Stories have poured in thanking our amazing engineers and workers of the Alaska Department of Transportation getting our roads safe and fixed, the utility workers for going 24 hours a day to get us back on the grid and get us safe drinking water, and our first responders for a quick and calm emergency response.

But I’d like to take a minute to thank the gas station attendants who stayed at their jobs right after the quake to service the hundreds of panicked people filling up on gas before attempting the four- to five-hour trip home — a normal commute of 30 to 45 minutes — to Eagle River and the Mat-Su Valley. I would like to heartily thank the hundreds of grocery store clerks who stayed that day to keep the stores open, and who put in countless hours to clean up warehouses of glass and spills so that we could go in and get bread, water, and necessities — like deli sandwiches and any wine that survived the shake-up. And I want to thank the baristas who showed up at five am the day after, who held down the shaking syrup bottles through the many, many, many aftershocks and kept smiles on their faces. I just cannot even.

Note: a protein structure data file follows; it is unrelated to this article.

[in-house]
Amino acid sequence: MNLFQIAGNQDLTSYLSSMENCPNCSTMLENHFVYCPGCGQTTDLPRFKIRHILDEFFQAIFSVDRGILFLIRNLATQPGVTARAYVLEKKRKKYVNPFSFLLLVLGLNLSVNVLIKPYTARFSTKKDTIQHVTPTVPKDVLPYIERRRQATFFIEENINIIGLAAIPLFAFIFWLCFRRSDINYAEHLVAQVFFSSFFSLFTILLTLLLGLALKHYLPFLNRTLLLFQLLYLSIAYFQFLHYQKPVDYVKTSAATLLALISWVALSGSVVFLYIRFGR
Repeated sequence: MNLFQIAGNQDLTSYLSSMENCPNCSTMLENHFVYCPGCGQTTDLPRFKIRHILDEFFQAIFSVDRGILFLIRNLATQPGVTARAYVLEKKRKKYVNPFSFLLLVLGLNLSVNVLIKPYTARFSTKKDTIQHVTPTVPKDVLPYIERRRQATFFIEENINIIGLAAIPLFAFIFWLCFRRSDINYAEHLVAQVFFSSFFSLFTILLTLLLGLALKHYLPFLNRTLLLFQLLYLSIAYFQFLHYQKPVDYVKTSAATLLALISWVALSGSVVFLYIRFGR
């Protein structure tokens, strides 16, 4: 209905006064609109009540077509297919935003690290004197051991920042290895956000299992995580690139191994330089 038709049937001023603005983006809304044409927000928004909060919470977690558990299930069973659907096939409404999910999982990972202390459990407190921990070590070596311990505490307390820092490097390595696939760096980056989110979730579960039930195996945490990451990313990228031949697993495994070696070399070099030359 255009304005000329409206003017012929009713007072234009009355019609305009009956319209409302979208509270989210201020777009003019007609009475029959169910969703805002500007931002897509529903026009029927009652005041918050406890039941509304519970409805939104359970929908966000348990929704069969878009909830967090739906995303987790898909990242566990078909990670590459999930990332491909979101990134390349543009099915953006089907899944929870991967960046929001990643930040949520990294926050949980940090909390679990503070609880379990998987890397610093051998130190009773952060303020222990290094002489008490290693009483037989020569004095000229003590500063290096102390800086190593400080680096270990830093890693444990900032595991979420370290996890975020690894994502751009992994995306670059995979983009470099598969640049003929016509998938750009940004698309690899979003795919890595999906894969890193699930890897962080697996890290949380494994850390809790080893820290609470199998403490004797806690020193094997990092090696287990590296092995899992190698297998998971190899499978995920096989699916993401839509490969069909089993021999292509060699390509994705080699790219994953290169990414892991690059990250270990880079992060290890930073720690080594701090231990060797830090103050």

I would like to extend my enormous gratitude to the store clerks at our local True Value Hardware who swept most of the mess into a roped-off corner and opened early the next day because, “People are going to need to fix stuff up, and they need us open, not picture perfect.” At the same store, my husband witnessed a clerk scolding a fellow for trying to buy more than one set of water heater hoses saying, “Do you have multiple water heaters?” The fellow responded by shaking his head. The clerk asked, “Are you helping your neighbors?” The fellow sullenly shook his head in the negative again. The clerk said firmly, “Then I’ll only be selling you the one set; there are going to be a lot of people needing those today.”

To the cheerful diner waitress who kept our coffee topped up the day after this crazy event, to the artisans who forged ahead with a holiday craft show because people needed to have some cheer, to the musicians and actors who said that the show must go on… thank you a thousand times. THANK YOU.